I've always respected the considerable talents of Debra Winger, but always from somewhat of a distance because none of her films are especially close to my heart. After finally watching James Bridges' Mike's Murder, I am firmly entrenched in the Winger camp. Ironically, Mike's Murder is one of her most obscure films due, in part, to its unavailability on DVD for so long (it's now available via the Warner Archive). Even though it came in the midst of her highest visibility, sandwiched between Urban Cowboy, An Officer and a Gentleman, and Terms of Endearment, Mike's Murder tanked at the box office and is barely remembered today.
Bridges, the man behind Urban Cowboy tailored the script of Mike's Murder for his one and only choice, Winger. She is perfect as Betty Parrish, a somewhat introverted bank teller who becomes involved in an on-again, off-again relationship with doomed tennis pro and small-time coke dealer, Mike Chihutsky (Mark Keyloun). After Mike meets his unfortunate fate, Betty trying to find some semblance of closure, is thrust into a seamy world she previously knew almost nothing about. Even though he was completely unreliable and barely there, he had a considerable hold on Betty. Only after Mike dies, does she meet the others that Mike touched: older photographer Sam (Robert Crosson) and music producer Phillip (Paul Winfield), both of whom loved Mike, and Pete (Darrell Larson), a slimy hanger-on who is Mike's drug-dealing partner.
Mike's Murder was originally intended to be told in a non-linear fashion, nearly 20 years prior to Chris Nolan's Memento, a mystery built on this premise. However, after testing poorly with audiences, the film was shelved at the behest of the studio and re-edited into chronological order, with Joe Jackson's original songs and score mostly replaced by a more conventional John Barry score (I love Barry, but this is second-rate Barry to be sure). Jack Larson, longtime partner of the late Bridges, possesses a print of the original cut, said by those who have seen it to be far superior to the release version. As it is, it is a fascinating and moving neo-noir. As Jeffrey Wells, has pointed out in his tribute to the film, it was a case of a good film coming along at the wrong time. When a good chunk of the moviegoing public was primed for big explosions and special effects, here was a small-scale, human drama about very regular people getting involved over their heads.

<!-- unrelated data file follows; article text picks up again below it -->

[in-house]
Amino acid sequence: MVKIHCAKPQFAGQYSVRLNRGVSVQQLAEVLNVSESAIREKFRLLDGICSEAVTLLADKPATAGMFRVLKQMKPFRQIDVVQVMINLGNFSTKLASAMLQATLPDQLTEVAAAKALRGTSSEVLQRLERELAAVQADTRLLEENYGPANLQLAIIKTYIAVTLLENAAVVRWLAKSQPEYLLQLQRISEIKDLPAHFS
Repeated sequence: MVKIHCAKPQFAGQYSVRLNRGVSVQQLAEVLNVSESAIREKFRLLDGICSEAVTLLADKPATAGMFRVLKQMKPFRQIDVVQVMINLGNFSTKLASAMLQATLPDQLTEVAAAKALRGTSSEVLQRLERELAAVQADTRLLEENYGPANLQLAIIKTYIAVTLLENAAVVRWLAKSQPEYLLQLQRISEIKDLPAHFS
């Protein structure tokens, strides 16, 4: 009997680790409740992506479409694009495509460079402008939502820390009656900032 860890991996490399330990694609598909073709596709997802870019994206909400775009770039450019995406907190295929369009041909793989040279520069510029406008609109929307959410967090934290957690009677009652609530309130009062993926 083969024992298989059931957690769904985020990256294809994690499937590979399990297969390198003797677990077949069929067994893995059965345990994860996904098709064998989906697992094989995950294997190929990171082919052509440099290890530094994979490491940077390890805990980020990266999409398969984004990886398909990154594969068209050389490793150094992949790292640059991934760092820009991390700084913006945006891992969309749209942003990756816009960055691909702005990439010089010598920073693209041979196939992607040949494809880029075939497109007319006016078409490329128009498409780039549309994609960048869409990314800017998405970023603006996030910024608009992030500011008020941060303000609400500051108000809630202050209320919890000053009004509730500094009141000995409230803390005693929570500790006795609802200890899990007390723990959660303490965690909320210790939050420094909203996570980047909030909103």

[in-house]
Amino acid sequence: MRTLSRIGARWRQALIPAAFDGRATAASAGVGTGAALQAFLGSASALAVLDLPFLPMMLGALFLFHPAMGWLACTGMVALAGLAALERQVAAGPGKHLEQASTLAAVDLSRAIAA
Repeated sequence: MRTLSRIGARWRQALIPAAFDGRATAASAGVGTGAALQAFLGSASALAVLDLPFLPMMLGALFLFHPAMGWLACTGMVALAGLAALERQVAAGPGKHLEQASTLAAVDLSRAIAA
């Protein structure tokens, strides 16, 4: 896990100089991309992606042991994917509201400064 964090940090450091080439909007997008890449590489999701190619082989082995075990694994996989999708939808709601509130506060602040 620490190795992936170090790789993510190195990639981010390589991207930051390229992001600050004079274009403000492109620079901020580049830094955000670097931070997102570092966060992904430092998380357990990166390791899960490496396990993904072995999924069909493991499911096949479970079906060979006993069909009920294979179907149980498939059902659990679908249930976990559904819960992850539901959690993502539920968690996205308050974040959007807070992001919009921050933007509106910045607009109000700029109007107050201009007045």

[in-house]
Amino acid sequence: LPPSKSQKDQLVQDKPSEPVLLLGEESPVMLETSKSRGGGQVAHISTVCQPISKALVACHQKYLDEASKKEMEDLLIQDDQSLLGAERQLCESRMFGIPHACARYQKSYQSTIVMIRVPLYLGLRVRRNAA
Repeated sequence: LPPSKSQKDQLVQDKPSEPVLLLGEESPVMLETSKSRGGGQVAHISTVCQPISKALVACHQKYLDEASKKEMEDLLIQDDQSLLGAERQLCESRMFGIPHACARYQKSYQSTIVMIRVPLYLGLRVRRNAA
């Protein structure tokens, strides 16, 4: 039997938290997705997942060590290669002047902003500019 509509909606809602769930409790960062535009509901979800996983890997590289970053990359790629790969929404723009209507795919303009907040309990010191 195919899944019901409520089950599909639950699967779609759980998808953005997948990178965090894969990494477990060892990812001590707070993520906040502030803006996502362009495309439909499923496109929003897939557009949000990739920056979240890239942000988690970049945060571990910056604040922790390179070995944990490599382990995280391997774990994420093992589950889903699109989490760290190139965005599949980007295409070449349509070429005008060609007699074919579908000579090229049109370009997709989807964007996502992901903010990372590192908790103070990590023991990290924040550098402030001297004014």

On top of this, Bridges filled the narrative with offbeat, daring touches, particularly for a mainstream Hollywood production. Most prominent, of course, is its refreshingly nonchalant portrayal of gays (Winfield and Crosson's characters). In addition, Bridges has fun with the peripheral character, Richard (Dan Shor), a comically pretentious performance artist, and friend of Betty's, who at one point has a wild art opening populated by heavily made-up New Wavers, including scenester of the moment, Spazz Attack [scroll about a 1/4 down the page for a small profile on Spazz Attack].
Some of Jackson's excellent songs (which are closely related to his classic Night and Day LP) survive and they are joined by a smart selection of songs from the era including tracks by Chaz Jankel, The Tubes, Devo, Kool and the Gang, Stray Cats, and the B-52's. Cinematographer Reynaldo Villalobos, who had previously shot the evocative Risky Business, lends the film a strong visual look and Bridges and his art and production designers make great use of interesting, authentic L.A. locations.
All this goes towards creating a very strong mood piece. Ostensibly a mystery, the film is truly interested in Betty's discovery of the real Mike, something she could, unfortunately, only do after he was dead. Winger is entirely believable and sympathetic in this role; nothing is done very big or over the top. Nowhere is this more evident than in her biggest emotional moment of the film--when's she's informed of Mike's death. She doesn't cry or scream, but her deep hurt and despair can be seen in her eyes. She loved Mike. Winger's a marvel here and so is Paul Winfield who has one of his best, albeit brief, parts (I believe this was one of two times that Winfield, who was gay, played a gay character on film) as the other person who was in love with Mike. The scene in which Winfield's Phillip painfully opens Betty's eyes to the truth about Mike and his world is heartbreaking and the most brilliant moment in a powerful film that sticks with you long after it's over.